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How to combine colours for beautiful interior design?


Colour combinations are based on well-established norms. Discover our advice to combine colours well in your interior and to avoid mistakes.

Basic principles of combining colours well

In interior design, colour choice is of utmost importance. From wall paint to wallpaper, whatever the base, these are the shades which decorate your house and create the ambiance in it. It is therefore essential to choose tones surrounded by which you feel comfortable and which match the use of the room.

Before embarking on redoing a living space, you should understand the principle of the colour wheel, this framework which classifies all shades around a centre of gravity. For successful colour combinations, only certain matching combinations are possible. This representation set out like a rainbow is used in painting, in design and even in fashion. While turning the colour wheel clockwise, you obtain shades while reviewing close shades, from bright yellow to green, for example.

Another option :  hues. made from a single colour, which is changed through the level of saturation. Contrast, which consists of combining several saturated colours which are slightly differentiated, allows you create more daring colour harmonies. The more basic it is, the more it offers a fresh pop of a rendition. A light-dark contrast, which is more delicate, lays on the difference in light within the colours. You could therefore combine a form of pale pink with vermilion red.

Our suggestions for using colours which combine well together

Colour harmony demands caution. It is recommended to limit oneself to a maximum of three colours per room. To choose the colours which go together, you should choose those which are located next to each other on the colour wheel. You will get for example a joyful purple a passionate red and a sober orange ; or even a lime-green, a bright yellow and a pale orange or even a blue-green, a bright blue or a warm mauve. We note that when comparing with this combination, just the dominant shade stands out. It is actually not advised to have several strong colours, which, when placed together, cancel each other out and create a decor scheme that is garish, aggressive and lacking in balance.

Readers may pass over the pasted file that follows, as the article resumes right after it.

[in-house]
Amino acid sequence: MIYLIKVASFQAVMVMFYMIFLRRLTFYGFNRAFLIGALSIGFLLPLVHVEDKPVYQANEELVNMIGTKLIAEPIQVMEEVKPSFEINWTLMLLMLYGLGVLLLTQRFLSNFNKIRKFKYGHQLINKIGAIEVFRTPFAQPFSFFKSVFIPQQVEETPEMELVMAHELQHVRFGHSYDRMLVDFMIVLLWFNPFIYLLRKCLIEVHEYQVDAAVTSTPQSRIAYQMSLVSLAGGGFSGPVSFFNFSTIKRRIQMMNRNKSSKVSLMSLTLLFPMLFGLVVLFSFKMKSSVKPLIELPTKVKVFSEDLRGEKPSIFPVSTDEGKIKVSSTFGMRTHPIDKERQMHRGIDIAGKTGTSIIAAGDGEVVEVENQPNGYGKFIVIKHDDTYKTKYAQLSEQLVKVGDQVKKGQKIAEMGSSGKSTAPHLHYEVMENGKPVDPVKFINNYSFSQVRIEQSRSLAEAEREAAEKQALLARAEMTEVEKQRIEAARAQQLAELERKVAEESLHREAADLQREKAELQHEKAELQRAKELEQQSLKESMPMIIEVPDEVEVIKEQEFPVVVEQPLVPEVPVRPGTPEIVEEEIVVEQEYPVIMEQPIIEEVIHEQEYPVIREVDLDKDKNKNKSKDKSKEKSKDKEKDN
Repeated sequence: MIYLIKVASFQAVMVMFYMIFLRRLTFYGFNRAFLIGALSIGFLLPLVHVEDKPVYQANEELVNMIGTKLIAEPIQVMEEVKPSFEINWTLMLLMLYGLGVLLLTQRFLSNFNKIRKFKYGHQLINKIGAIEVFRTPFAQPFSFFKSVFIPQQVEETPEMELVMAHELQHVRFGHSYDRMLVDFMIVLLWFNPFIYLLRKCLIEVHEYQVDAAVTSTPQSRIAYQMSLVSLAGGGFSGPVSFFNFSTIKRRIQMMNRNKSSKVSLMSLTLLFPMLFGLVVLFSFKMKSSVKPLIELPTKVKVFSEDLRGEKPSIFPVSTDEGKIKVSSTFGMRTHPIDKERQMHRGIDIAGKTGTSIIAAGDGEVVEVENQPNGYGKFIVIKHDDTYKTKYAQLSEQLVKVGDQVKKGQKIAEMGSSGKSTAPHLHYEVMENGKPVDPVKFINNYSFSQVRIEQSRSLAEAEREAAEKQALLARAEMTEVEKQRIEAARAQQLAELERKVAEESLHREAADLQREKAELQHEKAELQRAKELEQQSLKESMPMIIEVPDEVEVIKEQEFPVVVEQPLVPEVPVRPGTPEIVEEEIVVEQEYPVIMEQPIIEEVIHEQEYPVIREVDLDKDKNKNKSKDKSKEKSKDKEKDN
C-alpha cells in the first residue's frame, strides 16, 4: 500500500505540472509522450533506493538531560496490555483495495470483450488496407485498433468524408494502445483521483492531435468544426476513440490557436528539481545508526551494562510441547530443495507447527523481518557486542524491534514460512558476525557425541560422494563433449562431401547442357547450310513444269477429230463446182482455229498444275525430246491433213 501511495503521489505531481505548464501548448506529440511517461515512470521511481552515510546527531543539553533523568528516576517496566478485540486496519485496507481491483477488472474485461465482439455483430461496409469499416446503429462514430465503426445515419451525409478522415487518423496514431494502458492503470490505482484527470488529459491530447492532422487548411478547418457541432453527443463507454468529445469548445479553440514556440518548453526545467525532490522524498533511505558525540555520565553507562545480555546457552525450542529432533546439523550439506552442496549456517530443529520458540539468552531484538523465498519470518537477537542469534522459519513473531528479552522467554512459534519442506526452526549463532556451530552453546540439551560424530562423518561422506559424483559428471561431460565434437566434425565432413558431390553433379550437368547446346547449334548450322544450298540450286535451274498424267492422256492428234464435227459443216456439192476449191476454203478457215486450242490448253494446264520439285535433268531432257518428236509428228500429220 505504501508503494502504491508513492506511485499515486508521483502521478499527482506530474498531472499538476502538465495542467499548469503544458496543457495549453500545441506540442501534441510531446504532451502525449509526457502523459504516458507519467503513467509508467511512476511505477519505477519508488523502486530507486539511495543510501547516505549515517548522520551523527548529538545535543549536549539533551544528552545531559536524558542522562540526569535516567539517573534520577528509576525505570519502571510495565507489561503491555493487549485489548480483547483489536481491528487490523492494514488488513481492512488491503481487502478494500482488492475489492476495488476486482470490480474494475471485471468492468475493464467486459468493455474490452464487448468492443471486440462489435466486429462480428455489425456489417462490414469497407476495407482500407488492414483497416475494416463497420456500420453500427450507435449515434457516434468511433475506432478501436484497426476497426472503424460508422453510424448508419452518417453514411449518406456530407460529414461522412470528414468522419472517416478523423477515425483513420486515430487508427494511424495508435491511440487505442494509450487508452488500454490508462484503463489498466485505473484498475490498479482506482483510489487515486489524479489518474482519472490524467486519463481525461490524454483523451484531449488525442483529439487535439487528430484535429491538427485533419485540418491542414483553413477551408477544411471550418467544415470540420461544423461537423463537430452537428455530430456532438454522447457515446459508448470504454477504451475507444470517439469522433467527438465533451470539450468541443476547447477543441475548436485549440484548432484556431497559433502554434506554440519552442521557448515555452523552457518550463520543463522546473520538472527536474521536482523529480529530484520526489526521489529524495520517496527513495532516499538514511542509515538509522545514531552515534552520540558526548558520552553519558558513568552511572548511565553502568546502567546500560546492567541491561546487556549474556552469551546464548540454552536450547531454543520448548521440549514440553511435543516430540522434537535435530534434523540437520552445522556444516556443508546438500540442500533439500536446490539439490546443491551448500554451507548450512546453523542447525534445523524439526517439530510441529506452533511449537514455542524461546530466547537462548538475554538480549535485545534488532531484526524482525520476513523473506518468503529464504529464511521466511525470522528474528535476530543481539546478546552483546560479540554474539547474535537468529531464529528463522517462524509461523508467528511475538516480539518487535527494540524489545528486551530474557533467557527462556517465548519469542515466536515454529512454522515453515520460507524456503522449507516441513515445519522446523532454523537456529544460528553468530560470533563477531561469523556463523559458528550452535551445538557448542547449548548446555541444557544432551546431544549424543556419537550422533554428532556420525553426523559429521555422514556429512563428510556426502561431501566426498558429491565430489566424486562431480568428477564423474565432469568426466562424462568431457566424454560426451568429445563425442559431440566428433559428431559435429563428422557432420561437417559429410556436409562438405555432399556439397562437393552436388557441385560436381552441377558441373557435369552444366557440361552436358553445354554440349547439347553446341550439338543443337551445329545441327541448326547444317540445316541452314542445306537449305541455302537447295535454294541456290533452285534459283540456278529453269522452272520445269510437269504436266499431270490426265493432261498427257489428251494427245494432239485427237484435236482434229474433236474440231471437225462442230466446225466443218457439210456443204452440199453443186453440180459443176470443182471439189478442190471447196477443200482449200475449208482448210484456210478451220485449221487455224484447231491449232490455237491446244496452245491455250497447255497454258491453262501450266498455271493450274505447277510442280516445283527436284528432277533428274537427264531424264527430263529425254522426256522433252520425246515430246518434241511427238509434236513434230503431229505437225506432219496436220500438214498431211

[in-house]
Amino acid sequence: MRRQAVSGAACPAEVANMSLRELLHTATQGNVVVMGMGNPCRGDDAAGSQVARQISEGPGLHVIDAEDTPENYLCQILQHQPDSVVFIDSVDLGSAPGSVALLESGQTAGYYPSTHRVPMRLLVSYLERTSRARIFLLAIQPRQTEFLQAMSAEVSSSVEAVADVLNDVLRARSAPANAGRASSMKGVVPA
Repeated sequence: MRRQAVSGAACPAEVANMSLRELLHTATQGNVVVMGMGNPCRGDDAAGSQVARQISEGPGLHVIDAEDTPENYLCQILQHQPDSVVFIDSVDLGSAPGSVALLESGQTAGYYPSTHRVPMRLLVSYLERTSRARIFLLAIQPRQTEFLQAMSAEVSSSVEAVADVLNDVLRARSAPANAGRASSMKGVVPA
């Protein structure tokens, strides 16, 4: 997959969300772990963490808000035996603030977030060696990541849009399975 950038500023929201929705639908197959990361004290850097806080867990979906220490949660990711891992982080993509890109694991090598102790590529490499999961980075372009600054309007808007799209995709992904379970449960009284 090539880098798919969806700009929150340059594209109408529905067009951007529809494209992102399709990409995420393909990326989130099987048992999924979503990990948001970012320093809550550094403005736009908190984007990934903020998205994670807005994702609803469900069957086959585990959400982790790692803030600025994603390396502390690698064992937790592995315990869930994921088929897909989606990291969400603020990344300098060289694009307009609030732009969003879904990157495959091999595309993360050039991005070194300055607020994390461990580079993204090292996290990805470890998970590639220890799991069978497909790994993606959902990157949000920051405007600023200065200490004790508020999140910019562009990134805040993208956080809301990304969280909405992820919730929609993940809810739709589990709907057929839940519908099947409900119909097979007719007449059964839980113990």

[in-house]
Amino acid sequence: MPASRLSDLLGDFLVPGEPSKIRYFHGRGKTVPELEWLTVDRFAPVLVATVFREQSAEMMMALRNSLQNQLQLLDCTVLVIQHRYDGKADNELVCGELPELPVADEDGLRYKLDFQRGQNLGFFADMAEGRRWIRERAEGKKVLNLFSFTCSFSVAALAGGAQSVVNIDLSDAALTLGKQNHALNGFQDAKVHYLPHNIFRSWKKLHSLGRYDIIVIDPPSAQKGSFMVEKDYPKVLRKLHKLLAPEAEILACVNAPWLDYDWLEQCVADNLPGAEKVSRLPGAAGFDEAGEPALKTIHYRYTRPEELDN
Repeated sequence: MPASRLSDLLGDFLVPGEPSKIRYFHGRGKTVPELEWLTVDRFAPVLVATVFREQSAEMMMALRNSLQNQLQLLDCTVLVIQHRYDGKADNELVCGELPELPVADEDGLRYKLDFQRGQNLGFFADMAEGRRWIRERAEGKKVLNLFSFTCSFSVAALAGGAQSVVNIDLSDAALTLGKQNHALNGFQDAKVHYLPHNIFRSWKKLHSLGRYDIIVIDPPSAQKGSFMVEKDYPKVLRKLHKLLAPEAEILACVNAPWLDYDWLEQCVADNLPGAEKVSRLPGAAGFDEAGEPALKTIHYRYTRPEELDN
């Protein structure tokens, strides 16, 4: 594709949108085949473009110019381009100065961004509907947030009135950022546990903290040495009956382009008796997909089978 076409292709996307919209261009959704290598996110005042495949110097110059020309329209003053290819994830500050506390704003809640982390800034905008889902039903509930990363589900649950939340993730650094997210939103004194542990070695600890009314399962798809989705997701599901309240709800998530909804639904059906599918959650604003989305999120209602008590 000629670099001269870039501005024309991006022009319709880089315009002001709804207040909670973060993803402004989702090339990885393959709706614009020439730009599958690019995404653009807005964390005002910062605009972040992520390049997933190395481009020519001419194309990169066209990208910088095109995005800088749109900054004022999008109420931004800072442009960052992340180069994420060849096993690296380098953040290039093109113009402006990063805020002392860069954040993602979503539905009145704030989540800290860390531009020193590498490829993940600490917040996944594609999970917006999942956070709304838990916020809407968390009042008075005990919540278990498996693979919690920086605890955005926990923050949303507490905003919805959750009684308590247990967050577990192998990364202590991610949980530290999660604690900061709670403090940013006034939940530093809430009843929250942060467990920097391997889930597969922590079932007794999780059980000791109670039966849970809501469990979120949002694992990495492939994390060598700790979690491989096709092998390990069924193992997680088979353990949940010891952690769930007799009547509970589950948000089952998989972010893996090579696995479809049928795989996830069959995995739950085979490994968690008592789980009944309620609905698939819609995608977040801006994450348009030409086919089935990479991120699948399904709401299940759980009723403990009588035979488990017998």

On the other hand, a selection based solely on neutral colours can give off a sad, depressing atmosphere. To give some character to a living room decorated in off-white or light grey, welcome in some dynamic colours to brighten up the space. The latest decorating trends suggest painting three walls in a muted tone (white, ecru, or taupe...) and introducing a touch of colour on the fourth wall.

Equally, a monochromatic colour scheme can suggest boredom. Avoid white walls unless the furniture will brighten up the space. A mustard yellow sofa, some ochre or terracotta cushions or even a coral-coloured rug will bring rhythm. Harmony between the wall colour and the furniture will be key. Avoid tricky combinations such as green and red, purple and yellow, blue and orange, for example, which are colours which fight between themselves.

Also, it is easy to combine a more or less bright colour with white, the symbol of purity or black both of these being neutral colours. The contrasting differences which can come out of this can however be hazardous. While white shades can combine with all colours, combining a colour with black can create a flashy, explosive decor. A link between yellow and black can define a contemporary urban style. On the other side, an over-emphasised presence of jet black, anthracite or slate risks making a room feel cold. Attention should be paid to the psychology of colours as black symbolises anxiety and anger, emotions which are the antithesis of the well-being you are trying to create in an interior. To feel comfortable at home the room should stay light, so an overuse of deep shades is to be avoided.

Our ideas for colour combinations for successful interior design

Combining pastel colours

Their softness is appreciated for the cosy, cocooning atmosphere they provide. Thus, pale pink and sky blue, or aqua and light grey can create a delicate feelt. This range of colours, typical of Scandinavian style, also have the advantage of being able to be easily combined.

Bringing natural colours together

In order to be sure to avoid looking off-key, just let nature do the talking. A linen colour in textiles and curtains, rope baskets, a rush matting floor or wooden parquet all suggest delicate, calm hues. These shades can be combined with a royal blue sofa or bright red indoor rug. These soft shades go well in every room of the house, from the dining room to the bedroom.